Native data source 130 comprises any logical or physical storage for the management of suitable information that is directly accessible and processible by native application 128. According to one embodiment, native data source 130 comprises a relational database, such as Database 2 (DB2) or Oracle, normally accessed through SQL statements. Relational databases use sets of schemas to describe the tables, columns and relationships in the tables using basic principles known in the field of database design. Alternatively, native data source 130 may comprise XML documents, an object-oriented database, flat files, Btrieve files, VSAM files, name-value-pair files, CSV files, objects, or others.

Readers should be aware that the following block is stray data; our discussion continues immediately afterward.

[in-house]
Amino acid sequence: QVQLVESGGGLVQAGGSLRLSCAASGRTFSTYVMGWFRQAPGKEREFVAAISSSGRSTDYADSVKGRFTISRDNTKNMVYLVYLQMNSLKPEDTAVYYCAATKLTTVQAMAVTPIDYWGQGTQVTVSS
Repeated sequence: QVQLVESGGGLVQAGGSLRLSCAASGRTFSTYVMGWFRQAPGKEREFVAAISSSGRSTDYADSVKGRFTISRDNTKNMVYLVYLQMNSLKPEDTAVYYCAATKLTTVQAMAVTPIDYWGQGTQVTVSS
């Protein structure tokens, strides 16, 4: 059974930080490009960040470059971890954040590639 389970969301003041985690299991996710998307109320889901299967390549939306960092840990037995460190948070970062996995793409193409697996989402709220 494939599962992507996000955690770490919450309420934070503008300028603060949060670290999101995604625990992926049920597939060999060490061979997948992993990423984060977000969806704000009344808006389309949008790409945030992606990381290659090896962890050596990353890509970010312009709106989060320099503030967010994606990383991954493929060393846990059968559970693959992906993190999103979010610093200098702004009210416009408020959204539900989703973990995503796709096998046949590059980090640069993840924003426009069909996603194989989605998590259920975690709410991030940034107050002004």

Each reporting module 124 comprises instructions, mappings, algorithms, or any other directive used by native application 128 to access, retrieve, and process information stored in foreign data sources 132. Reporting module 124 may include technical data such that native application 128, using the technical data, may access and retrieve data from, for example, a column of a database table stored in foreign data source 132 often without requiring recoding of native application 128 or input from the user. In addition, the technical data may be used to link foreign and native data. Technical information may include one or more of the following: a network address, login information, a database server name, a database name, a data source name, a database table name, a column name, database commands, keys or identifiers contained in native data, or other foreign data source identifiers or information associated with retrieving and/or processing foreign data. In addition, reporting module 124 may include logical data such that computer 110, using the logical data, may provide, map, or otherwise associate logical names, categories, and/or formats that are compatible with native application 128 to the foreign data. In other words, logical data may be used to map foreign data into the logical domain of native application 128 and, thus, making the foreign data available to a user of native application 128. In general, reporting modules 124 include a formalized way of representing technical, logical, and integration-specific properties of a foreign data source 132. As a result, reporting modules 124 often eliminates the need for the user to know technical details of a foreign data source 132 such as, for example, a database name, a table name, a column name, a link column, database schema, and others. In this case, a user may be unaware that they are accessing a foreign data source 132 and/or the origin of presented data.